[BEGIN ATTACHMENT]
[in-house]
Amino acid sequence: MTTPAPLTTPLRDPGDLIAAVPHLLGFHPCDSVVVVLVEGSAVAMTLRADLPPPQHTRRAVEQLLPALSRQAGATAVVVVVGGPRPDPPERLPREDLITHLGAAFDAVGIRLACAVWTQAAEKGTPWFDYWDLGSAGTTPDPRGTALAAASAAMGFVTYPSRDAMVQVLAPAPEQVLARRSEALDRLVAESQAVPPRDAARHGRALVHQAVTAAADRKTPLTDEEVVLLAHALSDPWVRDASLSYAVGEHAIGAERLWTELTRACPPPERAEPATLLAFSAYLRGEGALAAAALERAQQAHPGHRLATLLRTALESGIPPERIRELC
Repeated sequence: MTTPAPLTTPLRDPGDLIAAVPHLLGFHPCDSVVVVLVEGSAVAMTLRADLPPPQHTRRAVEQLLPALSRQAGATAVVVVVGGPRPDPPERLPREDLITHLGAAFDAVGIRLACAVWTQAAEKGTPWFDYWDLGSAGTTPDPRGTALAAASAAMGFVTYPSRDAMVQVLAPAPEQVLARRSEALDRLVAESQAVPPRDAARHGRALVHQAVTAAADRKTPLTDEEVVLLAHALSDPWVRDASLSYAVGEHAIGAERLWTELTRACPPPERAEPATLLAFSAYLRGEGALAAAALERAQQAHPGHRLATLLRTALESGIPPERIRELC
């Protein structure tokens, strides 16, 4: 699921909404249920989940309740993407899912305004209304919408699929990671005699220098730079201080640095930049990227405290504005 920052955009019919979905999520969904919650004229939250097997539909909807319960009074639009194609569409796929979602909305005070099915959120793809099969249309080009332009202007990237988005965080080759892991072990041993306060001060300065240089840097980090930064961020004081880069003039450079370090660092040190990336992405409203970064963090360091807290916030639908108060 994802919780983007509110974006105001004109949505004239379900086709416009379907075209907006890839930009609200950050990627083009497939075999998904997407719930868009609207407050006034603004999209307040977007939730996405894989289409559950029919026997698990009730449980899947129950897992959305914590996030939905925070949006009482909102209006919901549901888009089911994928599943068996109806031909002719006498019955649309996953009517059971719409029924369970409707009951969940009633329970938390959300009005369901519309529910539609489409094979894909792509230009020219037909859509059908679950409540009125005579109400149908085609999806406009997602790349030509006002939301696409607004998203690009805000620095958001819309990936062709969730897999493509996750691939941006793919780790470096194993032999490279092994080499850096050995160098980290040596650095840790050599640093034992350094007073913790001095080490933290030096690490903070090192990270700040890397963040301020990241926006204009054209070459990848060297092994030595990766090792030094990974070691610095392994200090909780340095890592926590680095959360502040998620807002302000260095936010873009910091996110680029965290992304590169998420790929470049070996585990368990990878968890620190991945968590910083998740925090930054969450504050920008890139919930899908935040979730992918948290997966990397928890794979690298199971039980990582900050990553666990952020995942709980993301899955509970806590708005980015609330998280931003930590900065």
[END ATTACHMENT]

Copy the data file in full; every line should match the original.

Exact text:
[in-house]
Amino acid sequence: MTTPAPLTTPLRDPGDLIAAVPHLLGFHPCDSVVVVLVEGSAVAMTLRADLPPPQHTRRAVEQLLPALSRQAGATAVVVVVGGPRPDPPERLPREDLITHLGAAFDAVGIRLACAVWTQAAEKGTPWFDYWDLGSAGTTPDPRGTALAAASAAMGFVTYPSRDAMVQVLAPAPEQVLARRSEALDRLVAESQAVPPRDAARHGRALVHQAVTAAADRKTPLTDEEVVLLAHALSDPWVRDASLSYAVGEHAIGAERLWTELTRACPPPERAEPATLLAFSAYLRGEGALAAAALERAQQAHPGHRLATLLRTALESGIPPERIRELC
Repeated sequence: MTTPAPLTTPLRDPGDLIAAVPHLLGFHPCDSVVVVLVEGSAVAMTLRADLPPPQHTRRAVEQLLPALSRQAGATAVVVVVGGPRPDPPERLPREDLITHLGAAFDAVGIRLACAVWTQAAEKGTPWFDYWDLGSAGTTPDPRGTALAAASAAMGFVTYPSRDAMVQVLAPAPEQVLARRSEALDRLVAESQAVPPRDAARHGRALVHQAVTAAADRKTPLTDEEVVLLAHALSDPWVRDASLSYAVGEHAIGAERLWTELTRACPPPERAEPATLLAFSAYLRGEGALAAAALERAQQAHPGHRLATLLRTALESGIPPERIRELC
């Protein structure tokens, strides 16, 4: 699921909404249920989940309740993407899912305004209304919408699929990671005699220098730079201080640095930049990227405290504005 920052955009019919979905999520969904919650004229939250097997539909909807319960009074639009194609569409796929979602909305005070099915959120793809099969249309080009332009202007990237988005965080080759892991072990041993306060001060300065240089840097980090930064961020004081880069003039450079370090660092040190990336992405409203970064963090360091807290916030639908108060 994802919780983007509110974006105001004109949505004239379900086709416009379907075209907006890839930009609200950050990627083009497939075999998904997407719930868009609207407050006034603004999209307040977007939730996405894989289409559950029919026997698990009730449980899947129950897992959305914590996030939905925070949006009482909102209006919901549901888009089911994928599943068996109806031909002719006498019955649309996953009517059971719409029924369970409707009951969940009633329970938390959300009005369901519309529910539609489409094979894909792509230009020219037909859509059908679950409540009125005579109400149908085609999806406009997602790349030509006002939301696409607004998203690009805000620095958001819309990936062709969730897999493509996750691939941006793919780790470096194993032999490279092994080499850096050995160098980290040596650095840790050599640093034992350094007073913790001095080490933290030096690490903070090192990270700040890397963040301020990241926006204009054209070459990848060297092994030595990766090792030094990974070691610095392994200090909780340095890592926590680095959360502040998620807002302000260095936010873009910091996110680029965290992304590169998420790929470049070996585990368990990878968890620190991945968590910083998740925090930054969450504050920008890139919930899908935040979730992918948290997966990397928890794979690298199971039980990582900050990553666990952020995942709980993301899955509970806590708005980015609330998280931003930590900065």